Pope’s abuse prevention commission prioritises survivors, education
Pope Francis’ Pontifical Commission for the Protection of Minors met in Rome to listen to survivors of clerical sexual abuse and to discuss abuse prevention education and ways the Church might work more closely with abuse survivors. Catholic News Agency’s Elise Harris reports.
According to a communique from the commission, the first day of their plenary was dedicated to hearing thoughts and testimonies from survivors of clerical sexual abuse, many of them members of the Survivor Advisory Panel (SAP) of the National Catholic Safeguarding Commission of England and Wales.
Those who attended voiced appreciation for being listened to, and described the encounter as “empowering”.
One of the survivors, according to the communique, voiced hope that their visit would help the commission “develop a wider network of survivors who are willing to advise and support” the commission’s work in a similar manner.
The commission expressed gratitude to the SAP group for offering their “expertise and experiences” during the plenary, saying their contribution will help the commission “to develop effective ways to integrate the voice of survivors into the life and ministry of the Church”.
In comments made in a video statement uploaded by the Center for Child Protection (CCP), clerical abuse survivor Deborah Kloos, who is not a member of the SAP but met with commission members during the plenary, said the Church needs to pray regularly for victims of clerical sexual abuse.
“It is something very important to me that our Catholic Church prays together for people wounded by abuse, because so many were wounded under the roof of the Church,” she said, asking the pope to lead the Church in praying for those who have been abused.
The wound of abuse, she said, affects survivors “their entire life and it separates them from the Eucharist”.
Kloos, who is originally from Canada, has long lobbied for a day of prayer for the victims of clerical sexual abuse, which Pope Francis has asked bishops’ conferences to organise at a local level. After her abuse more than three decades ago, Kloos left the Catholic Church for a period, but eventually came back, and sings in her parish choir.
“I feel very connected,” she said in the video, but lamented that “the only thing missing is that I don’t hear the Church praying in the prayers of the faithful for those who have been wounded by abuse”.
“It’s very important and I ask everyone to remember, because if we don’t remember and we don’t bring it out, then there’s no way that healing can occur,” Kloos said. “You don’t see the people separated from the Church, but there are thousands of people who don’t come to Mass anymore because someone was wounded under the roof of this Church”.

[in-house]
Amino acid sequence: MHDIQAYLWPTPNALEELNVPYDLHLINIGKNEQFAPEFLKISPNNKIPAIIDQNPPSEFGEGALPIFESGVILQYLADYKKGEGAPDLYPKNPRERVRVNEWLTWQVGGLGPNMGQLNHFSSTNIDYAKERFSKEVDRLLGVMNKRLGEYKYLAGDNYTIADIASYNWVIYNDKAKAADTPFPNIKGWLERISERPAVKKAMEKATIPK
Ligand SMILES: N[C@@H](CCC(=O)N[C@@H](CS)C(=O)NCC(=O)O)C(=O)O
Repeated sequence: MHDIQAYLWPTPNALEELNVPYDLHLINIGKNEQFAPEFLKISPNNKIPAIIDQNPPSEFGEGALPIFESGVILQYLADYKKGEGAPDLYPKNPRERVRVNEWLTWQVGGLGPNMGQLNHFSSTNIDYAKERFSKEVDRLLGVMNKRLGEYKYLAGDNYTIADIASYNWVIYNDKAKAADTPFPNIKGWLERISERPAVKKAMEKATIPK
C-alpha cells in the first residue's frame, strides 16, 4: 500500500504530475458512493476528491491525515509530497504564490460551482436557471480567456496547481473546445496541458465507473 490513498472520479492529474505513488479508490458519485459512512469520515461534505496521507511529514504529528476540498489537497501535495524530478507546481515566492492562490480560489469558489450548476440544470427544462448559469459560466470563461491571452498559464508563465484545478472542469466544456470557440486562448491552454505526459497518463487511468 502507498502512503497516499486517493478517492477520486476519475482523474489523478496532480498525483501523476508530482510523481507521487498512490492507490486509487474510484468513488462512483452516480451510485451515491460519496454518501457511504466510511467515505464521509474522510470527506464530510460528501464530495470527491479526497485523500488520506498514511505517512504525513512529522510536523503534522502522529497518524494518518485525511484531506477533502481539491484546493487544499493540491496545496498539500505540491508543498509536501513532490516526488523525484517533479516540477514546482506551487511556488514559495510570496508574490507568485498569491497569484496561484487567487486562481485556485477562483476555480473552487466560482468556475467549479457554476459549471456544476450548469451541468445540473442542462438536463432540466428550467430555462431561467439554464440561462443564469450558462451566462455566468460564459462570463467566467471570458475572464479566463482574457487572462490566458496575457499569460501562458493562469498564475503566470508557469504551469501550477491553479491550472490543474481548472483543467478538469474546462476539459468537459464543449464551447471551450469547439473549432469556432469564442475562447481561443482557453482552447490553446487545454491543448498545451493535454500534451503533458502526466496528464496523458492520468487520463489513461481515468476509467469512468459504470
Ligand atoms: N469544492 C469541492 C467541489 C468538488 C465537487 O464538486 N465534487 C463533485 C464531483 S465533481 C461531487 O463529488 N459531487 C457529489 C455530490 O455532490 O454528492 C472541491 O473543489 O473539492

During their meeting, the commission also heard presentations on the outcome of the Australian Royal Commission’s inquiry into institutional responses to sexual abuse, as well as the role that faith communities play in helping to overcome trauma.
On Saturday, members met with Pope Francis in a private audience. During the encounter, the pope said he intended to confirm the commission’s statutes, which had been approved for an experimental period of three years when the commission was established in 2015.
Commission members also outlined to the pope their priorities moving forward, which they said can clearly be seen through three specific working groups: working with survivors, education and formation, and prevention guidelines and norms.
The commission was established by Pope Francis in March 2014, and is headed by Cardinal Sean O’Malley of Boston. Its objective is to propose the most opportune initiatives for the protection of all minors and vulnerable adults, to promote local responsibility in the particular Churches.
The commission’s initial mandate ended in December 2017, and in February of this year the Vatican announced that Pope Francis had reconfirmed some members of the commission, including O’Malley as its president, and that he had also appointed several new members.
New members who joined are Benyam Dawit Mezmur from Ethiopia; Sr Arina Gonsalves RJM from India; Neville Owen from Australia; Sinalelea Fe’ao from Tonga; Myriam Wijlens from The Netherlands; Ernesto Caffo from Italy; Sr Jane Bertelsen FMDM from the UK; Teresa Kettelkamp from the US; and Nelson Giovanelli Rosendo Dos Santos from Brazil.
The returning commission members are Dr Gabriel Dy-Liacco from the Philippines; Bishop Luis Manuel Alí Herrera from Colombia; Fr Hans Zollner SJ from Germany; Hannah Suchocka from Poland; Sr Kayula Lesa RSC from Zambia; Sr Hermenegild Makoro CPS from South Africa; and Monsignor Robert Oliver from the US.
Survivors of clerical sexual abuse are among commission members, however, the names of the survivors have not been made public, leaving it up to them whether they to disclose their experiences.
First published by CNA.
Image: Daniel Ibanez/CNA